2013/06/02: Readability evaluation results by organizers
2013/05/26: Informativity evaluation results by organizers
2013/05/01: Spanish subtrack : corpus and topics released.
2013/04/20: Run submission (English topics) deadline extension May 1st
2013/03/01: 2013 Topics available on the document repository
2013/02/18: Corpus released
About 340 M of tweets are written every day. However, 140 characters long messages are rarely self-content. The Tweet Contextualization aims at providing automatically information - a summary that explains the tweet. This requires combining multiple types of processing from information retrieval to multi-document summarization including entity linking.
Running since 2010, results show that best systems combine passage retrieval, sentence segmentation and scoring, named entity recognition, and text POS analysis. Anaphora detection and diversity content measure as well as sentence reordering can also help.
Evaluation considers both informativeness and readability. Informativeness is measured as a variant of absolute log-diff between term frequencies in the text reference and the proposed summary. Maximal informativeness scores obtained by participants from 19 different groups is between 10% and 14%. There is also room for improving readability.
In 2013, the goal of the task and the evaluation metrics remain unchanged but tweet diversity has been improved. More specially, a significant part of tweets with hashtags have been included in the tweet set. Hashtags are authors' annotation on key terms of their tweets. In the two past years, hashtags have been underused, unless they are core components of tweets.
The results of the evaluation campaign will be disseminated at the final workshop which will be organized in conjunction with the CLEF 2013 conference.
Like in 2012, the use case of this task is the following: given a new tweet, the system must provide some context about the subject of the tweet, in order to help the reader to understand it, i.e. answering questions of the form "what is this tweet about?" using a recent cleaned dump of the Wikipedia. The general process involves:
This context should take the form of a readable summary, not exceeding 500 words, composed of passages from a provided Wikipedia corpus.
We regard as relevant summaries extracts from the wikipedia that both
598 tweets in English have been collected by the organizers from Twitter(R). They were selected among informative accounts (for example, @CNN, @TennisTweets, @PeopleMag, @science...), in order to avoid purely personal tweets that could not be contextualized. Information such as the user name, tags or URLs are provided in JSON format. These tweets are available in a single xml file with three fields:
2013 topics are now available on the document repository (Login information available here).
The document collection has been released at http://qa.termwatch.es/data. Password is available here for all INEX participants.
As for previous seditions, document collection has been rebuilt based on a recent dump of the English Wikipedia from November 2012. Since we target a plain XML corpus for an easy extraction of plain text answers, we removed all notes and bibliographic references that are difficult to handle and kept only non empty Wikipedia pages (pages having at least on section).
Resulting documents are made of a title (title), an abstract (a) and sections (s). Each section has a sub-title (h). Abstract end sections are made of paragraphs (p) and each paragraph can have entities (t) that refer to Wikipedia pages. Therefore the resulting corpus has this simple DTD:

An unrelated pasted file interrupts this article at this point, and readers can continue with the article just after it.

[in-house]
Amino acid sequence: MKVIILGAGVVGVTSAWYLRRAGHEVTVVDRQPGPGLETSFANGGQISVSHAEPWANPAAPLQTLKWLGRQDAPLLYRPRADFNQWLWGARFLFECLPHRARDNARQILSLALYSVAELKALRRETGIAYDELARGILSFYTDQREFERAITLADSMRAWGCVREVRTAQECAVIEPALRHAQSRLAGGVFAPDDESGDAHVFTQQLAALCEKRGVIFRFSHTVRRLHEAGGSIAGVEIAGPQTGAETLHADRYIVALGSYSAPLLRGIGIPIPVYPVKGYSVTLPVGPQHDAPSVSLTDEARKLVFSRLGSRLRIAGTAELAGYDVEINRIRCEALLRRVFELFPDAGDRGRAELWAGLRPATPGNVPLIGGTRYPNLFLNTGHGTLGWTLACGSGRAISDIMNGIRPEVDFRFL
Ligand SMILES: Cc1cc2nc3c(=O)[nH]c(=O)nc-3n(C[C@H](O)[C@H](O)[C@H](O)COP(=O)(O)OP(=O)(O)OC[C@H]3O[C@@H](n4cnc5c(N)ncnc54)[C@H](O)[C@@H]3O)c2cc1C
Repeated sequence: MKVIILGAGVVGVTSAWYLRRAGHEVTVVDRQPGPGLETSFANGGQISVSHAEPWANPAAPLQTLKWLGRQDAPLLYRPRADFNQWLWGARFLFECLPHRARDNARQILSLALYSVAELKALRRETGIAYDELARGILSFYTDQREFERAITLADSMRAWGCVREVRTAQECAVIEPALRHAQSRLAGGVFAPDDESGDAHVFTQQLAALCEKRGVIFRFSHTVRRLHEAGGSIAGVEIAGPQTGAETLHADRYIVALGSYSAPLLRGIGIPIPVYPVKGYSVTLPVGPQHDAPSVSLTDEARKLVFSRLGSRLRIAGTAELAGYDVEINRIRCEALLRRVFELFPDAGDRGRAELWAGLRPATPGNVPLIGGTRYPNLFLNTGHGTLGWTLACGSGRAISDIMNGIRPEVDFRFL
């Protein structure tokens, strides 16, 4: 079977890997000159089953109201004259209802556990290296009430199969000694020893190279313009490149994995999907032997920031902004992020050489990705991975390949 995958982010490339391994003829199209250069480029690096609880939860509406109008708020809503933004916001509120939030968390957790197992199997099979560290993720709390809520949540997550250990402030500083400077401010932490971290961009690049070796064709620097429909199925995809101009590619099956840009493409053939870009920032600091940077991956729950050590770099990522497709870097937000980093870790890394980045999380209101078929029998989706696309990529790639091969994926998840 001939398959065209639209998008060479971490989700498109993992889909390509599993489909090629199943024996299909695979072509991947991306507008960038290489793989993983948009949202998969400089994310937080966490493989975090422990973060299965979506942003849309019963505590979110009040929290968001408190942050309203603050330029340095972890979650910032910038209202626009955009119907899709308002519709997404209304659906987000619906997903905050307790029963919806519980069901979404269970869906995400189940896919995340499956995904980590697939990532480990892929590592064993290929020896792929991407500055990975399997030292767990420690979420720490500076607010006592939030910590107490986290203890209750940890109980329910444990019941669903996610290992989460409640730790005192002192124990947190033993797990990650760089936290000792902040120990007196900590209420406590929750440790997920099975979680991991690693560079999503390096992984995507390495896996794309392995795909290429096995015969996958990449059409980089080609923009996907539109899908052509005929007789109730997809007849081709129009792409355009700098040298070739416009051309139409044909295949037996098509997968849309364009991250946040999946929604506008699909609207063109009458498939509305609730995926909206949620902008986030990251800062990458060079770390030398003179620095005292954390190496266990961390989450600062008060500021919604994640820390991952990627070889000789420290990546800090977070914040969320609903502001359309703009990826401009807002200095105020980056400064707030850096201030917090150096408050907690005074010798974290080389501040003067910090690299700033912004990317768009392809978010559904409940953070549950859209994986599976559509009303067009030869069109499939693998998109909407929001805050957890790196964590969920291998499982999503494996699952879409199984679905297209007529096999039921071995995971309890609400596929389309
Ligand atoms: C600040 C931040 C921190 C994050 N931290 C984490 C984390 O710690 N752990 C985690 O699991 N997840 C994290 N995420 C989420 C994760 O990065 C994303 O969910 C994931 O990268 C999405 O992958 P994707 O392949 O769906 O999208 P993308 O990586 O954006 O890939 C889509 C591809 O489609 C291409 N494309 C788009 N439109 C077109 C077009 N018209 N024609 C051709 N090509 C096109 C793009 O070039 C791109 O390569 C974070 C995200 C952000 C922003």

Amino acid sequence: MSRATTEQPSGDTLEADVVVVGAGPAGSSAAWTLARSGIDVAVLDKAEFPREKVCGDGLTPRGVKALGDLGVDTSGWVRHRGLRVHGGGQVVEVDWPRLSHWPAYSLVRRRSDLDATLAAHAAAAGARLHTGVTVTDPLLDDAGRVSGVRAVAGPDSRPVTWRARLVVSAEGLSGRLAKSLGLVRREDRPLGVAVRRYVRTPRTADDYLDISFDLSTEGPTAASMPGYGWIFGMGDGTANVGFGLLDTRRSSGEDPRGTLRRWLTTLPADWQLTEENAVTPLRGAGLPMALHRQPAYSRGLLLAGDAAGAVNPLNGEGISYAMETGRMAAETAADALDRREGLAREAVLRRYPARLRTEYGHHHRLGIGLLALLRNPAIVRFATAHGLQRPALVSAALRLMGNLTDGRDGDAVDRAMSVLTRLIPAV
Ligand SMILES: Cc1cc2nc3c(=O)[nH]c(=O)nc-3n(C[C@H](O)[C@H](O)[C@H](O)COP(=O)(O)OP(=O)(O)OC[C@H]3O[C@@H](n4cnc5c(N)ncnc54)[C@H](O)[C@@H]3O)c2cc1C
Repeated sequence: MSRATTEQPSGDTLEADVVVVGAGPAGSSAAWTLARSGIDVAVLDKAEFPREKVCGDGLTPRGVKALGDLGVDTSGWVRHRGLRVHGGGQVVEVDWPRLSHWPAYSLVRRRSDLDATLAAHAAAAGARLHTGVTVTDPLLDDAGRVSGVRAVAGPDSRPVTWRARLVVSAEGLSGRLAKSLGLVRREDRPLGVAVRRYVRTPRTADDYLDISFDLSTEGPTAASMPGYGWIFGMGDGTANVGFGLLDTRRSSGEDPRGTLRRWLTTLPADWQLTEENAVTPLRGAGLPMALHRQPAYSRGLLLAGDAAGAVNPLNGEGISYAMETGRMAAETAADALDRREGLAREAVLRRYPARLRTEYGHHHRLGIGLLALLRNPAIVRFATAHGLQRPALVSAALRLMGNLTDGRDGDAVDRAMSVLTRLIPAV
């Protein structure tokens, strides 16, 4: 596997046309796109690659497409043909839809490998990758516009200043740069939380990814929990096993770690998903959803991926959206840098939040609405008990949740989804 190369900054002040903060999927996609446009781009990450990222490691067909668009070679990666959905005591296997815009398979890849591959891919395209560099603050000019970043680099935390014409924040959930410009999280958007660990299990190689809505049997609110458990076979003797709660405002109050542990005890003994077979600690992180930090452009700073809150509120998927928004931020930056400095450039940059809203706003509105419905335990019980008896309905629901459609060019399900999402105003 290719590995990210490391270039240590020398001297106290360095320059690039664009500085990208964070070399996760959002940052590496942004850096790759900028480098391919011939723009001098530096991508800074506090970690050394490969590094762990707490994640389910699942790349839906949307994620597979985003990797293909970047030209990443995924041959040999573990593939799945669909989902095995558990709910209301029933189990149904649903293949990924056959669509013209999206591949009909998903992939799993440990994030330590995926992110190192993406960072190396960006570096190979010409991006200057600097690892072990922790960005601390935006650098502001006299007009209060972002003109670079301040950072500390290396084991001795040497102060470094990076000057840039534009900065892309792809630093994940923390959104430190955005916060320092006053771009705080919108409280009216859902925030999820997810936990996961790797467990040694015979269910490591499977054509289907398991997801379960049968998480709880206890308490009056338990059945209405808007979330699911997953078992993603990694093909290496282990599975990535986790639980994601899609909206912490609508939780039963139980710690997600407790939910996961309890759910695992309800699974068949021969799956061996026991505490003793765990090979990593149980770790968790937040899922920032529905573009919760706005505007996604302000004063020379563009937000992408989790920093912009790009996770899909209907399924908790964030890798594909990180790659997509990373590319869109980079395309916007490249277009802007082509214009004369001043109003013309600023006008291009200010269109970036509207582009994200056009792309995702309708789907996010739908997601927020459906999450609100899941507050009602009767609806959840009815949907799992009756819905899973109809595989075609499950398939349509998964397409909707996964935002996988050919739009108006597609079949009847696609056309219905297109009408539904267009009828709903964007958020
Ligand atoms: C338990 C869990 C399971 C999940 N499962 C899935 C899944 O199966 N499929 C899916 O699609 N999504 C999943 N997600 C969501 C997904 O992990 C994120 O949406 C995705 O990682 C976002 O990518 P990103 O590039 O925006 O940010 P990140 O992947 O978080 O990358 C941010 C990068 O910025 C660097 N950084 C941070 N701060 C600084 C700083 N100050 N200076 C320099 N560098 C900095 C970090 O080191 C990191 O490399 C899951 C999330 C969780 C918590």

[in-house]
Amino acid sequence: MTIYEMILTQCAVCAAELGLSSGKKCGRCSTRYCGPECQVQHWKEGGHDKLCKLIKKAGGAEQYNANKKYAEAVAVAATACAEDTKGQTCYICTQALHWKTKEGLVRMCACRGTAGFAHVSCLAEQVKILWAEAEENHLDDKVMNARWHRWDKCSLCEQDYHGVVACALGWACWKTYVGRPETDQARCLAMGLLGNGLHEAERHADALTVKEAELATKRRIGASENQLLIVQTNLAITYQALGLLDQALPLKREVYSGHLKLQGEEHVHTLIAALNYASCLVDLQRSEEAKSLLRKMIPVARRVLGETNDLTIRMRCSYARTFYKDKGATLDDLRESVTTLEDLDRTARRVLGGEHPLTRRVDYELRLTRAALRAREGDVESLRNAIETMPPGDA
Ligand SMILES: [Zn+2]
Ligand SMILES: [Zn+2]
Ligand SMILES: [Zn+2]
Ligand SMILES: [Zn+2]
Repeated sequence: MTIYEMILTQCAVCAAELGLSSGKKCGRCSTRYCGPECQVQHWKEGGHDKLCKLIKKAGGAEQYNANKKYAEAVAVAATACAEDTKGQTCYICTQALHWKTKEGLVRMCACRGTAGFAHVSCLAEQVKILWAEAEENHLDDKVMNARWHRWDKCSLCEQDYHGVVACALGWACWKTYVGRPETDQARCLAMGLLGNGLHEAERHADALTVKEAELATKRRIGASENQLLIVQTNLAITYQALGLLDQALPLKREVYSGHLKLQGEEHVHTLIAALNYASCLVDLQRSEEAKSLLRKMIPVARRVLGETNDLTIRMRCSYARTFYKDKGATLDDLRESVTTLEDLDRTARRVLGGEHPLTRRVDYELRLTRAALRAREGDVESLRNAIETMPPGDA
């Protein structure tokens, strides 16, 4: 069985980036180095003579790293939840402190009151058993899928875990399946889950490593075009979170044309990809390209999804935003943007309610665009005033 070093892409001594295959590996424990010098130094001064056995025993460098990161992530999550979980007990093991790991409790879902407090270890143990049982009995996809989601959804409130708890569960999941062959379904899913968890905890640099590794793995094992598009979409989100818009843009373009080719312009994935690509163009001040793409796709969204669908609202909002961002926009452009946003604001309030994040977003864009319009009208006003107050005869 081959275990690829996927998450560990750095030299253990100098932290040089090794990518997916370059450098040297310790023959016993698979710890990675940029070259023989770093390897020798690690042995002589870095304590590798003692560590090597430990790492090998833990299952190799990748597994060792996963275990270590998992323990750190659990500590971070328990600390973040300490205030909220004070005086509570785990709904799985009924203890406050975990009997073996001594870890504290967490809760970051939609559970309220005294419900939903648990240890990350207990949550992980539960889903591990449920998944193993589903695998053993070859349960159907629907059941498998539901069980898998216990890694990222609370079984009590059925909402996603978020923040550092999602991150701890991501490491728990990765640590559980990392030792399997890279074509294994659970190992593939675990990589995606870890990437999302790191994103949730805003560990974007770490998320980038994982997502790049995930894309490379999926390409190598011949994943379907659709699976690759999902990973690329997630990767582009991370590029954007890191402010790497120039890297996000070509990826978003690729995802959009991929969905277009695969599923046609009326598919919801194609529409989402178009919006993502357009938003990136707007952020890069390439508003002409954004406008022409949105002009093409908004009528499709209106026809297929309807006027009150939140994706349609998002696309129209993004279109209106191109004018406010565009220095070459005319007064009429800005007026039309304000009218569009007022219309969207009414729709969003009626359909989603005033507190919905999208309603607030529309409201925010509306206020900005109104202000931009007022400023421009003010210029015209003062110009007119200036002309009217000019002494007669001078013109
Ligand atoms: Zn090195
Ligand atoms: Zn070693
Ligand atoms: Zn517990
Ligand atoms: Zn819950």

A baseline XML-element retrieval system powered by Indri is available for participants online with a standard CGI interface. The index covers all words (no stop list, no stemming) and all XML tags. Participants that do not wish to build their own index could use this one by downloading it or by using it online. A perl APIs is also available. More information here or contact firstname.lastname@example.org.
The summaries will be evaluated according to:
Participants can submit up to 3 runs. One run out of the 3 should be completely automatic: participants must use only the Wikipedia dump and possibly their own resources (even if the texts of tweets sometimes contain URLs, the Web must not be used as a resource). Manual runs are welcome whenever any human intervention is clearly documented.
A submitted summary must contain only passages from the document collection (November 2012 Wikipedia dump of articles in English) and will have the following format:
Informativity has been evaluated based on three overlapping references:
All references are available on task data repository with the evaluation toolkits. Runs are ranked by decreasing score of divergence with the final reference (All.skip).
Readability has been evaluated by organizers over the ten tweets having the largest text references (t-rels). For these tweets, summaries are expected to have almost 500 words since the reference is much larger. For each participant summary, we have then check the number of words over 500 in passages that are:
Non relevant passages have also been considered non sound, redundant and syntactically incorrect.
Ranking: Runs are ranked according to mean average scores per summary over Soundness, Non redundancy and Syntactically correctness among Relevant passages.
|Rank||Mean Average||Relevancy (T)||Non redundancy (R)||Soundness (A)||Syntax (S)||Run|
A extra set of topics (only tweet texts) has been released in Spanish to try a different language and a slightly different task. Topics in Spanish are opinionated personal tweets about music bands, cars and politics. They were manually selected from CLEF RepLab 2013 test set among those without external url and with at least 15 words. Contextualization should help the reader to also understand the opinion polarity, allusions and humor.
Spanish corpus is available here and topics are here.